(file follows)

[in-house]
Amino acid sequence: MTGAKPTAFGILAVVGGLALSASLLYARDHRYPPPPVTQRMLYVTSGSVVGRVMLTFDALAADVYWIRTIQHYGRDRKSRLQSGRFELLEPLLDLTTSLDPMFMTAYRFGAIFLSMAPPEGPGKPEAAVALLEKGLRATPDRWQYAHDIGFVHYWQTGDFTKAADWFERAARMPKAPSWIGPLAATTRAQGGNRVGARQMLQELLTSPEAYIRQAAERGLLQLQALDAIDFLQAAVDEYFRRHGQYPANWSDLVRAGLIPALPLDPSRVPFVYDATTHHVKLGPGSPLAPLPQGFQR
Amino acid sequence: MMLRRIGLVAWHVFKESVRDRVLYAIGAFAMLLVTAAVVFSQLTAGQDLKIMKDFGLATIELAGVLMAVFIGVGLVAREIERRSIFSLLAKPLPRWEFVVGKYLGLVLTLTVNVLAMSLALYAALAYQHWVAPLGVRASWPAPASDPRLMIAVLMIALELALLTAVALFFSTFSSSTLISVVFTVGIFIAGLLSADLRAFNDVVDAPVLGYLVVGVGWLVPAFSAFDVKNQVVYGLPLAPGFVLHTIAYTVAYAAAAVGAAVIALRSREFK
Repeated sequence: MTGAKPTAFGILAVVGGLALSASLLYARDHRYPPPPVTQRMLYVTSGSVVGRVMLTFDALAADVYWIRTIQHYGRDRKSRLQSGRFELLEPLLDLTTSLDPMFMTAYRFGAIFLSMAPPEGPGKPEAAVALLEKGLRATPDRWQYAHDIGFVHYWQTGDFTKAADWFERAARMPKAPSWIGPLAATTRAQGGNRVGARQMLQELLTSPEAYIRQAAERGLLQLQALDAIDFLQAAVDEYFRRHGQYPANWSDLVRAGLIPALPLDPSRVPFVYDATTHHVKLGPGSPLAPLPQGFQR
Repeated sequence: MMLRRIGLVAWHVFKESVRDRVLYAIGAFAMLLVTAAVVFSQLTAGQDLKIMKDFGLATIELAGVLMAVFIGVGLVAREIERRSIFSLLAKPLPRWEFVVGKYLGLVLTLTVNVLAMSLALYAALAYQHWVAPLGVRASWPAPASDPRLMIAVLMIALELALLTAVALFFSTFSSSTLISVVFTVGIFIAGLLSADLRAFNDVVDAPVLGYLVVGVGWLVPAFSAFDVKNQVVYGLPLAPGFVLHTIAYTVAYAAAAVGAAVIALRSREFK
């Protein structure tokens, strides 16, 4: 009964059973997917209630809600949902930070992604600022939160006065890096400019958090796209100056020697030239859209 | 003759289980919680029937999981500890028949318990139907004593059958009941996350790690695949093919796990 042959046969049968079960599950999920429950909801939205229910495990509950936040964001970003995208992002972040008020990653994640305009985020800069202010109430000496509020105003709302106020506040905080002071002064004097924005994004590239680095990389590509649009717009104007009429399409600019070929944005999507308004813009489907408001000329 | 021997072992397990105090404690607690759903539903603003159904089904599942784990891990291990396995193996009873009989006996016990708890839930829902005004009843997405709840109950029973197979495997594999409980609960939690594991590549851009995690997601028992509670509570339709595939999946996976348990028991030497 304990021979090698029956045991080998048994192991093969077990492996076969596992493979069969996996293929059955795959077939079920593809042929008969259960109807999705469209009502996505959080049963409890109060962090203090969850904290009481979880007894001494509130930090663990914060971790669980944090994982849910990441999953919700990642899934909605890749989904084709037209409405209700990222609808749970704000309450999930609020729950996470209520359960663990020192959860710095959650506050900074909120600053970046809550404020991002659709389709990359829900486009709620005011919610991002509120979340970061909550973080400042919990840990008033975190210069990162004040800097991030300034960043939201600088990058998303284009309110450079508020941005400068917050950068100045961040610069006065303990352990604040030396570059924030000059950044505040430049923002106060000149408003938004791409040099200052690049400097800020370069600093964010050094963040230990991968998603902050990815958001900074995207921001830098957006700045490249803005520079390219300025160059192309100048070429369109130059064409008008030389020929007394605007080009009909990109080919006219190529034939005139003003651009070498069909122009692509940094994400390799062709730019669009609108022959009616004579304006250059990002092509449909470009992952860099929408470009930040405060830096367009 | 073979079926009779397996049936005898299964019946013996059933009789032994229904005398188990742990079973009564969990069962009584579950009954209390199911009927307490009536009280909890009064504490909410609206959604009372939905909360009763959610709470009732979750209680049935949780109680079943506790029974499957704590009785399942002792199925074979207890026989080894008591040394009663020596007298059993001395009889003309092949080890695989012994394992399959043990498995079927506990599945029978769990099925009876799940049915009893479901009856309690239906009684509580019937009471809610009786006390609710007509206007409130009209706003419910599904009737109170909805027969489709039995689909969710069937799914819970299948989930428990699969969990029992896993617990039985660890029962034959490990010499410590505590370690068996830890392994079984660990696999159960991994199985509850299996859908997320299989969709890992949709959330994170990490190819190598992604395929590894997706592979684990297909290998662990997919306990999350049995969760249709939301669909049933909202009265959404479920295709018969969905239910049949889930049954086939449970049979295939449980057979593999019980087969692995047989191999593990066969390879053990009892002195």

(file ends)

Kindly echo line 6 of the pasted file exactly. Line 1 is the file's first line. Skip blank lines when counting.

């Protein structure tokens, strides 16, 4: 009964059973997917209630809600949902930070992604600022939160006065890096400019958090796209100056020697030239859209 | 003759289980919680029937999981500890028949318990139907004593059958009941996350790690695949093919796990 042959046969049968079960599950999920429950909801939205229910495990509950936040964001970003995208992002972040008020990653994640305009985020800069202010109430000496509020105003709302106020506040905080002071002064004097924005994004590239680095990389590509649009717009104007009429399409600019070929944005999507308004813009489907408001000329 | 021997072992397990105090404690607690759903539903603003159904089904599942784990891990291990396995193996009873009989006996016990708890839930829902005004009843997405709840109950029973197979495997594999409980609960939690594991590549851009995690997601028992509670509570339709595939999946996976348990028991030497 304990021979090698029956045991080998048994192991093969077990492996076969596992493979069969996996293929059955795959077939079920593809042929008969259960109807999705469209009502996505959080049963409890109060962090203090969850904290009481979880007894001494509130930090663990914060971790669980944090994982849910990441999953919700990642899934909605890749989904084709037209409405209700990222609808749970704000309450999930609020729950996470209520359960663990020192959860710095959650506050900074909120600053970046809550404020991002659709389709990359829900486009709620005011919610991002509120979340970061909550973080400042919990840990008033975190210069990162004040800097991030300034960043939201600088990058998303284009309110450079508020941005400068917050950068100045961040610069006065303990352990604040030396570059924030000059950044505040430049923002106060000149408003938004791409040099200052690049400097800020370069600093964010050094963040230990991968998603902050990815958001900074995207921001830098957006700045490249803005520079390219300025160059192309100048070429369109130059064409008008030389020929007394605007080009009909990109080919006219190529034939005139003003651009070498069909122009692509940094994400390799062709730019669009609108022959009616004579304006250059990002092509449909470009992952860099929408470009930040405060830096367009 | 073979079926009779397996049936005898299964019946013996059933009789032994229904005398188990742990079973009564969990069962009584579950009954209390199911009927307490009536009280909890009064504490909410609206959604009372939905909360009763959610709470009732979750209680049935949780109680079943506790029974499957704590009785399942002792199925074979207890026989080894008591040394009663020596007298059993001395009889003309092949080890695989012994394992399959043990498995079927506990599945029978769990099925009876799940049915009893479901009856309690239906009684509580019937009471809610009786006390609710007509206007409130009209706003419910599904009737109170909805027969489709039995689909969710069937799914819970299948989930428990699969969990029992896993617990039985660890029962034959490990010499410590505590370690068996830890392994079984660990696999159960991994199985509850299996859908997320299989969709890992949709959330994170990490190819190598992604395929590894997706592979684990297909290998662990997919306990999350049995969760249709939301669909049933909202009265959404479920295709018969969905239910049949889930049954086939449970049979295939449980057979593999019980087969692995047989191999593990066969390879053990009892002195």